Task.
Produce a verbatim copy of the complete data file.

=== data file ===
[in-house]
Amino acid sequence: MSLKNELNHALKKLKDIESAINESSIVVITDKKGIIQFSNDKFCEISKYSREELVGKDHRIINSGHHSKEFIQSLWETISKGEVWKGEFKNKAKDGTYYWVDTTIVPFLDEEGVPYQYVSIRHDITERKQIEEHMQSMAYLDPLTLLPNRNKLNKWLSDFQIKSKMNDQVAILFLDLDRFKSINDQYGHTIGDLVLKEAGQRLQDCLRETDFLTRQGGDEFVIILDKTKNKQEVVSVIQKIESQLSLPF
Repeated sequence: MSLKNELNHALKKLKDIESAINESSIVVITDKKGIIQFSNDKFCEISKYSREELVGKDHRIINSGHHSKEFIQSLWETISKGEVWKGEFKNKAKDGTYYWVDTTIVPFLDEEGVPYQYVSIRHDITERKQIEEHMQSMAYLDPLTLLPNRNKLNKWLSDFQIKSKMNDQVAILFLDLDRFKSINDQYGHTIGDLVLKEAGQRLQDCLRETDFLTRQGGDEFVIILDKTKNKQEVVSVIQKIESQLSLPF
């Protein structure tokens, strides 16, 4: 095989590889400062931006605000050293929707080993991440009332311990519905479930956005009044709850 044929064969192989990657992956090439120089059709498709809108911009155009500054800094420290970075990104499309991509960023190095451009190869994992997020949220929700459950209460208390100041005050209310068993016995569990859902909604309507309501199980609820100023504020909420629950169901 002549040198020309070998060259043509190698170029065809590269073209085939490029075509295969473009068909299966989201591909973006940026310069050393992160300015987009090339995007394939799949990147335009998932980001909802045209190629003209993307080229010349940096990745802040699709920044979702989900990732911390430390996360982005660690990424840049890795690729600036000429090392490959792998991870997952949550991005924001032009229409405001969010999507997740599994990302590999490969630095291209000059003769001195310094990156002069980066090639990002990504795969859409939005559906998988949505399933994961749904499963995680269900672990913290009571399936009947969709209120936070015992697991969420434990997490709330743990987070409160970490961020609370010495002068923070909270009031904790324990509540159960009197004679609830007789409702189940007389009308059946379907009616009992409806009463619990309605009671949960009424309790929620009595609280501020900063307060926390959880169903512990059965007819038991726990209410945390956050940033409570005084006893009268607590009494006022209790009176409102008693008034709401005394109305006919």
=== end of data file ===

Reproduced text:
[in-house]
Amino acid sequence: MSLKNELNHALKKLKDIESAINESSIVVITDKKGIIQFSNDKFCEISKYSREELVGKDHRIINSGHHSKEFIQSLWETISKGEVWKGEFKNKAKDGTYYWVDTTIVPFLDEEGVPYQYVSIRHDITERKQIEEHMQSMAYLDPLTLLPNRNKLNKWLSDFQIKSKMNDQVAILFLDLDRFKSINDQYGHTIGDLVLKEAGQRLQDCLRETDFLTRQGGDEFVIILDKTKNKQEVVSVIQKIESQLSLPF
Repeated sequence: MSLKNELNHALKKLKDIESAINESSIVVITDKKGIIQFSNDKFCEISKYSREELVGKDHRIINSGHHSKEFIQSLWETISKGEVWKGEFKNKAKDGTYYWVDTTIVPFLDEEGVPYQYVSIRHDITERKQIEEHMQSMAYLDPLTLLPNRNKLNKWLSDFQIKSKMNDQVAILFLDLDRFKSINDQYGHTIGDLVLKEAGQRLQDCLRETDFLTRQGGDEFVIILDKTKNKQEVVSVIQKIESQLSLPF
């Protein structure tokens, strides 16, 4: 095989590889400062931006605000050293929707080993991440009332311990519905479930956005009044709850 044929064969192989990657992956090439120089059709498709809108911009155009500054800094420290970075990104499309991509960023190095451009190869994992997020949220929700459950209460208390100041005050209310068993016995569990859902909604309507309501199980609820100023504020909420629950169901 002549040198020309070998060259043509190698170029065809590269073209085939490029075509295969473009068909299966989201591909973006940026310069050393992160300015987009090339995007394939799949990147335009998932980001909802045209190629003209993307080229010349940096990745802040699709920044979702989900990732911390430390996360982005660690990424840049890795690729600036000429090392490959792998991870997952949550991005924001032009229409405001969010999507997740599994990302590999490969630095291209000059003769001195310094990156002069980066090639990002990504795969859409939005559906998988949505399933994961749904499963995680269900672990913290009571399936009947969709209120936070015992697991969420434990997490709330743990987070409160970490961020609370010495002068923070909270009031904790324990509540159960009197004679609830007789409702189940007389009308059946379907009616009992409806009463619990309605009671949960009424309790929620009595609280501020900063307060926390959880169903512990059965007819038991726990209410945390956050940033409570005084006893009268607590009494006022209790009176409102008693008034709401005394109305006919």